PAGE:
Let’s Talk About Bitcoin Nodes Hacker Noon

Litecoin Support Phone Number +1(855)3008358 (Toll-Free Number)

Litecoin was released in October 2011 in the form of a client with an open source code on the Internet hosting GitHub by Charles Lee, a former Google employee. The crypto currency works according to the MIT/X11 license, which allows anybody to execute, modify and copy software as well as to distribute any modified copies. It was a fork of the Bitcoin-Qt client, differing primarily by having a decreased block generation time, increased maximum number of coins, different hashing algorithm, and a slightly modified GUI.
The Litecoin exchange rate gave a jump in November 2013: the capitalization of crypto currency exceeded 1 billion dollars.

Advantages and Disadvantages of Litecoin

Advantages


Disadvantages


Litecoin

Litecoin (LTC) is a decentralized cryptocurrency, a fork of Bitcoin intended by its designers to be more feasibly mined using consumer-grade hardware. Litecoin is a peer-to-peer crypto currency that was developed on the base of Bitcoin and has an open source code. Unlike Bitcoin, the Litecoin blockchain is able to process a greater number of transactions.
The creator of Litecoin – Charlie Lee, a former employee of Google – took the Bitcoin source code as a basis and created a crypto currency that needs 2.5 minutes to generate a block – this is 4 times faster than Bitcoin.The full emission of Litecoin makes out 84 million coins, which is also 4 times more than of Bitcoin. The start reward for a block made out 50 Litecoins, and now it is 25 Litecoins.

Features of Litecoin


Some common issues of Litecoin, We fix-


You can contact us for your queries and problems you faced during using litecoin on toll-free number : +1(855)-300-8358
submitted by PrettyEducation4 to u/PrettyEducation4 [link] [comments]

Run a 0.14 Full-Node on RaspberryPi3 Pruned(less than 16GB SD needed)

Hi!
Happy if this guide helps you.
Tip if you want: 19656Uwdwko5RjtnuwQENpjBwE3ChzD59v
UPDATE 04/06/17
Add 'uacomment=UASF-SegWit-BIP148' into your bitcoin.conf if you want to signal UASF.
UPDATE 03/13/17
ADDED a tl;dr; Version at the end of this Post.
UPDATE 03/12/17:
Just to test it - I reinstalled all on 8GB SD and it works as well. But maybe you should use at least 16GB for the beginning.
Using a 128GB card for the first version was a little bit stupid - so I reinstalled everything on a 8GB SD card. Including Linux and a pruned blockchain - and it works.
I used prune=550 and Jessie Lite (headless / command line) - without wallet and gui.
The SD is almost full, but it works so far
I also updated the whole manual a bit to make things more clear. Thank you for all your feedback!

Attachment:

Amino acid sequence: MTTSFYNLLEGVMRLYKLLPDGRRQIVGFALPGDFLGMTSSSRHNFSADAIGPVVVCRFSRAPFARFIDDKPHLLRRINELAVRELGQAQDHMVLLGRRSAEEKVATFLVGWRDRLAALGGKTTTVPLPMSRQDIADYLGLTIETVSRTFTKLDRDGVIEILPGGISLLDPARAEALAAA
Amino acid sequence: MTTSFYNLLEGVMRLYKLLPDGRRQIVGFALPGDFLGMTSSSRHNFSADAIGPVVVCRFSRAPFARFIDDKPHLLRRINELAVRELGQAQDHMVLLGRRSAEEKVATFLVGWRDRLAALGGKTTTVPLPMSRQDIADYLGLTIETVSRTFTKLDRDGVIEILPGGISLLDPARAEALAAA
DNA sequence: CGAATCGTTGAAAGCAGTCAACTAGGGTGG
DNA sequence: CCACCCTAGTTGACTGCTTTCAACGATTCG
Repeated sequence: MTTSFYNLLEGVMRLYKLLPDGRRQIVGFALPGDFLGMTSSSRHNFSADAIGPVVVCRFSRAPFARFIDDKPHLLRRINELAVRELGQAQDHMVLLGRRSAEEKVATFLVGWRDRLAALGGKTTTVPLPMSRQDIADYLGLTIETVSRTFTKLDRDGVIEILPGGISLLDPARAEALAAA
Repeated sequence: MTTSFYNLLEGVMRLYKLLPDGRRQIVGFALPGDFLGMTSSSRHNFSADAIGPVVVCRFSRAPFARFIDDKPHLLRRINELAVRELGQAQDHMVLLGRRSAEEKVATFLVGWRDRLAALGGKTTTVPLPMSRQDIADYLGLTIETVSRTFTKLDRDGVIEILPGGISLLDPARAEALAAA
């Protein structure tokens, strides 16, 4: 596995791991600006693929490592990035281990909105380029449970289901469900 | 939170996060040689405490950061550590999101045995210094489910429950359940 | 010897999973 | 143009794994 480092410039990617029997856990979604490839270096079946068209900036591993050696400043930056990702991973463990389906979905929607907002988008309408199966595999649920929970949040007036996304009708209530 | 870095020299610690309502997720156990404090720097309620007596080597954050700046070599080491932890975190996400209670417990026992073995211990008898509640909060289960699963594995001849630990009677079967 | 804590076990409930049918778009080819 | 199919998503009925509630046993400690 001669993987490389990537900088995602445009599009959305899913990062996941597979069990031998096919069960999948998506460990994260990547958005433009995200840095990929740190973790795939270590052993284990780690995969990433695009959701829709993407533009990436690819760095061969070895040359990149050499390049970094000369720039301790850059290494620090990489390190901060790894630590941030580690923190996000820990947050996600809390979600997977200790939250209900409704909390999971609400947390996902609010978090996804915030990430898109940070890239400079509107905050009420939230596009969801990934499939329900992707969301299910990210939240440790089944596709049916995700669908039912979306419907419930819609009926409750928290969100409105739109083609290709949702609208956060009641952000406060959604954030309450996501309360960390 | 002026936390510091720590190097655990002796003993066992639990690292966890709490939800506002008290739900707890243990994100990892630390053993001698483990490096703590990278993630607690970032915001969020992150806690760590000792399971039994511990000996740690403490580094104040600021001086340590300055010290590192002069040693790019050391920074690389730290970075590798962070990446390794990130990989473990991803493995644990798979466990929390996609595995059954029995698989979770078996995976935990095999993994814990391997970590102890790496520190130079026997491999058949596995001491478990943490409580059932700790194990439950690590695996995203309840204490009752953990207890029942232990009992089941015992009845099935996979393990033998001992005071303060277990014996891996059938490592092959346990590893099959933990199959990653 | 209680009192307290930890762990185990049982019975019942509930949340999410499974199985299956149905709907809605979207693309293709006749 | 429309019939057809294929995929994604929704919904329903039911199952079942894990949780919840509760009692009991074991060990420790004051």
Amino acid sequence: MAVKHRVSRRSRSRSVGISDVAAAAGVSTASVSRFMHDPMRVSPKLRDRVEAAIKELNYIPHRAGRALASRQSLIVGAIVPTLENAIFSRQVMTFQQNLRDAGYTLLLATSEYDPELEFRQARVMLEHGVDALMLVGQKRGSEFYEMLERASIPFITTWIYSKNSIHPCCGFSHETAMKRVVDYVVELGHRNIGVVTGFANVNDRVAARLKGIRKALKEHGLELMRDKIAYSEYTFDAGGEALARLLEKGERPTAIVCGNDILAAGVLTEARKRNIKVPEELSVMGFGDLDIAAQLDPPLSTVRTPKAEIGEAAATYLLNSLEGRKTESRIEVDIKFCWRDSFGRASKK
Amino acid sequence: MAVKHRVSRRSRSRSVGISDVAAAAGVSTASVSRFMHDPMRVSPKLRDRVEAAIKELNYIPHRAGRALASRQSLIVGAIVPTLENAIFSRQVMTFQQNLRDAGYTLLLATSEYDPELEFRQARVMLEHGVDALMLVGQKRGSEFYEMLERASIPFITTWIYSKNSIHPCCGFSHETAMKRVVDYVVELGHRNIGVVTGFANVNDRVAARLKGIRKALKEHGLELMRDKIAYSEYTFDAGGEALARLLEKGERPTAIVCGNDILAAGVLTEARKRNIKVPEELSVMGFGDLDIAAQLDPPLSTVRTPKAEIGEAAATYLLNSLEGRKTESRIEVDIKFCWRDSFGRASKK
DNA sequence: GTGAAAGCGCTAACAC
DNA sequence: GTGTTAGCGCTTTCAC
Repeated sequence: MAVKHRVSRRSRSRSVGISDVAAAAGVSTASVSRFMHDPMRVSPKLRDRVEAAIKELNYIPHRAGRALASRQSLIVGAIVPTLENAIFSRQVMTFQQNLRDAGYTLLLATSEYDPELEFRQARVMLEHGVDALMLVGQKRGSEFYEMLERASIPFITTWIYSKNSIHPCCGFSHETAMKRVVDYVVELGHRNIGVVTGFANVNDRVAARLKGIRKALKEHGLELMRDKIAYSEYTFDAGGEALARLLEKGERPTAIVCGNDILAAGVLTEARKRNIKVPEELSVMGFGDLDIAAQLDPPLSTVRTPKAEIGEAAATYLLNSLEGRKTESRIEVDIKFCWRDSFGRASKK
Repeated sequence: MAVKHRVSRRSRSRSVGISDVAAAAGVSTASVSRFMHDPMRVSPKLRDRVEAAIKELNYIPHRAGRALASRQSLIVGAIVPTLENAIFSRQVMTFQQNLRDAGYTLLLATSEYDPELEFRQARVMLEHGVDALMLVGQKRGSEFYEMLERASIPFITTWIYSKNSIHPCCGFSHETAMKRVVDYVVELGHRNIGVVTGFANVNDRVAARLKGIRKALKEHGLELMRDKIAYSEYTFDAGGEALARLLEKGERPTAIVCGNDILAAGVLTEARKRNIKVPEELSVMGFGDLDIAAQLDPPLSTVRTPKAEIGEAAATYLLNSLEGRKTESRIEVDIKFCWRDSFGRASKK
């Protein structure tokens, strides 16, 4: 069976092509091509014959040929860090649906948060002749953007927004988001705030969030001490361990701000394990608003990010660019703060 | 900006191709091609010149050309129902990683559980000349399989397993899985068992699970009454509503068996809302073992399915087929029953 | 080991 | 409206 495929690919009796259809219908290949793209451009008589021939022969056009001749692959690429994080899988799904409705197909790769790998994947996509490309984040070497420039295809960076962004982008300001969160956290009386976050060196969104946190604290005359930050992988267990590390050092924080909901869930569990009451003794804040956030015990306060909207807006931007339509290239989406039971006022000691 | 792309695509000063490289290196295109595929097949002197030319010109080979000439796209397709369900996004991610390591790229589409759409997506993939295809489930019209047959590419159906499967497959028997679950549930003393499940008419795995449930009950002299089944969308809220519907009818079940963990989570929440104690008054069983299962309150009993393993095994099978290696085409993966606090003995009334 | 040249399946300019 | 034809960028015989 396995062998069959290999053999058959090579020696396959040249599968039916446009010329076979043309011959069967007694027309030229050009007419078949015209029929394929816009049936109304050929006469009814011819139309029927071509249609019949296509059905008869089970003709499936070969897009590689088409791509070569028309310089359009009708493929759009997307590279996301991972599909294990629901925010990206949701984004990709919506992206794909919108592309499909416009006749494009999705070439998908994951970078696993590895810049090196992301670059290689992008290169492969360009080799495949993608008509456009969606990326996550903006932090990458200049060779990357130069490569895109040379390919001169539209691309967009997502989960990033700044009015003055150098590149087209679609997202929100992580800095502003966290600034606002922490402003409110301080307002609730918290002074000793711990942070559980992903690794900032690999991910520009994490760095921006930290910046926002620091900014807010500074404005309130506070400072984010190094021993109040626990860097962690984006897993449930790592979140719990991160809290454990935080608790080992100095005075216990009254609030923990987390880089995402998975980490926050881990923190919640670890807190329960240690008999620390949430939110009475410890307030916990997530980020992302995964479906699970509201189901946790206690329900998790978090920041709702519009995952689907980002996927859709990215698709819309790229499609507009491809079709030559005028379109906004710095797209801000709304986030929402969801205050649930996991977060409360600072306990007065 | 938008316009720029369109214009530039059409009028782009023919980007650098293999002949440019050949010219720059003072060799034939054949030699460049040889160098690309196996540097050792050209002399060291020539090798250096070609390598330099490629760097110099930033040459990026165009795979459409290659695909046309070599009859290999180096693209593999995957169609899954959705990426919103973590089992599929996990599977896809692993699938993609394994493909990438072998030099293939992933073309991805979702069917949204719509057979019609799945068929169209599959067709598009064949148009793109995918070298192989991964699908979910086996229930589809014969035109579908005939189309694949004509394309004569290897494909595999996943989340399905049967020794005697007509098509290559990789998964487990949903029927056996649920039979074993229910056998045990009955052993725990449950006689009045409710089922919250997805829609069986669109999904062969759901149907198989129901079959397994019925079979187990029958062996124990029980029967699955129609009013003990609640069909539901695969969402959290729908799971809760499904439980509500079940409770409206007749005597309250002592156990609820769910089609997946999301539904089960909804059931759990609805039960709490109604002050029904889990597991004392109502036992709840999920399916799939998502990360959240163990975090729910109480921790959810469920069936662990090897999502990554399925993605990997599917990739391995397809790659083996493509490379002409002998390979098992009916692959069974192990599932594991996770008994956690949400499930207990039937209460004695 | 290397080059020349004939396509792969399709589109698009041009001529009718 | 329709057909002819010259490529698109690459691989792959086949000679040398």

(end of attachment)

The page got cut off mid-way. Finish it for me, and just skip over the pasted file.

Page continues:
Just started my Bitcoin Node today and wanted to share the way I did it with people who are interested in running their own full node. It took some time to write everything down - hopefully correct so far.
I am sure, many people around bitcoin are way more informed and educated as I am - I am the noob. So I wrote this manual to help users like me - noobs, to get started with a cheap, simple bitcoin node on raspberry pi.
Have fun!
I wanted to get my Raspberry Pi 3 working as a node to support the network. Actually the process of installing and running the node was more or less easy - but for Noobs (like I am) it might be a bit tricky to start the whole thing, because there are different ways.
Did you - like me - think you would need +120GB on the raspi, external USB HDD to be a full node? You won't!
If you have a Raspberry and you know what Bitcoin is, I guess, you are a little bit aware of linux, networks and of course bitcoin - so I won't go into detail too much.
This guide is just a little helper to get a full node running on your raspberry pi. Thanks to the help of the nice people in this sub and of course the documentation by the developers, I got it working - and of course also special thanks to raspnode.com - as I followed their tutorial to start - I went some other ways here and there - so please read carefully.
For the Part 2 I would suggest to have http://raspnode.com/diyBitcoin.html open and read through my manual.
I split the tutorial in 2 Parts - PART ONE is about installing the client on your PC and downloading the Blockchain.
PART TWO is about the setup of the raspberryPi and transferring the pruned blockchain to the pi and run it as a full node!
The first thing to be aware of is: You actually need to download the whole blockchain to get this working - if you already have your bitcoin client synced on the PC / MAC great you can reuse it!
Now you might think "but you said less than 16GB in the title!"
Yes, but the good thing is you won't need to download it on your Raspberry, neither you need to sync it completely on your raspberry which took ages (weeks!) before. When you finished this Guide, you will just have a max. 4GB Blockchain on your Raspberry Pi - but it still is a full node! The magic word is Pruning.
Maybe even a 8GB SD Card works just fine including Linux (jessie lite)!
So, if you already have a full node on your PC - Great you can almost skip PART ONE - BUT have at how to Prune in PART ONE if you don't know about it.
For PART TWO you'll need a Raspberry Pi 2 or 3 (I used 3) min. 8GB (works also) or better 16GB SD Card. (I used a 128GB for the first version of this manual - which is way too big)